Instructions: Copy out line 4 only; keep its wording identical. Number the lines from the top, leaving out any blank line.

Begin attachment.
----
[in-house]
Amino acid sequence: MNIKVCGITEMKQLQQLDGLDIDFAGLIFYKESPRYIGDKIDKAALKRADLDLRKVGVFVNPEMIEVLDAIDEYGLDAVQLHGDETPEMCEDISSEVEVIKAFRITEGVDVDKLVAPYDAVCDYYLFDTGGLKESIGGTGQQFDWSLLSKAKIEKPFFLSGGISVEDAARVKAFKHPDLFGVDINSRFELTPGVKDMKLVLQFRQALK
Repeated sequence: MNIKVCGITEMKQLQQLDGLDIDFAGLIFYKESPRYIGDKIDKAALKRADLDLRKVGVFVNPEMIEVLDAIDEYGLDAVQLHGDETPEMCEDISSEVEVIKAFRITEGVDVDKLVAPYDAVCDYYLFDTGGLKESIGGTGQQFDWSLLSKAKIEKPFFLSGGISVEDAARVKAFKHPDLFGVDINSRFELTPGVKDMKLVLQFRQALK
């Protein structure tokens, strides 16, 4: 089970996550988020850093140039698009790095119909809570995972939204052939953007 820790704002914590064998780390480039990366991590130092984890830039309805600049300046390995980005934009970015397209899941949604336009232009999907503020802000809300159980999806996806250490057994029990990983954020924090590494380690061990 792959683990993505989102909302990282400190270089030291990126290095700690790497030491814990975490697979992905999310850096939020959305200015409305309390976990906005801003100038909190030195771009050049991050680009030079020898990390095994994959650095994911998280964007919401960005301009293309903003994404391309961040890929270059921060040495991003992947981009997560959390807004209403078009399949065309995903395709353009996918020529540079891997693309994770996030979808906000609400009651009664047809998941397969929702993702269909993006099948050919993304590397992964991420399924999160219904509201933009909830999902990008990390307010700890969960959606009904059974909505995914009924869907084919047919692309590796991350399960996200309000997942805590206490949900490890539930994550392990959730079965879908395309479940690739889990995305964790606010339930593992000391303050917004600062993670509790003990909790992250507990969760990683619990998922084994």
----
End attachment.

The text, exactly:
């Protein structure tokens, strides 16, 4: 089970996550988020850093140039698009790095119909809570995972939204052939953007 820790704002914590064998780390480039990366991590130092984890830039309805600049300046390995980005934009970015397209899941949604336009232009999907503020802000809300159980999806996806250490057994029990990983954020924090590494380690061990 792959683990993505989102909302990282400190270089030291990126290095700690790497030491814990975490697979992905999310850096939020959305200015409305309390976990906005801003100038909190030195771009050049991050680009030079020898990390095994994959650095994911998280964007919401960005301009293309903003994404391309961040890929270059921060040495991003992947981009997560959390807004209403078009399949065309995903395709353009996918020529540079891997693309994770996030979808906000609400009651009664047809998941397969929702993702269909993006099948050919993304590397992964991420399924999160219904509201933009909830999902990008990390307010700890969960959606009904059974909505995914009924869907084919047919692309590796991350399960996200309000997942805590206490949900490890539930994550392990959730079965879908395309479940690739889990995305964790606010339930593992000391303050917004600062993670509790003990909790992250507990969760990683619990998922084994």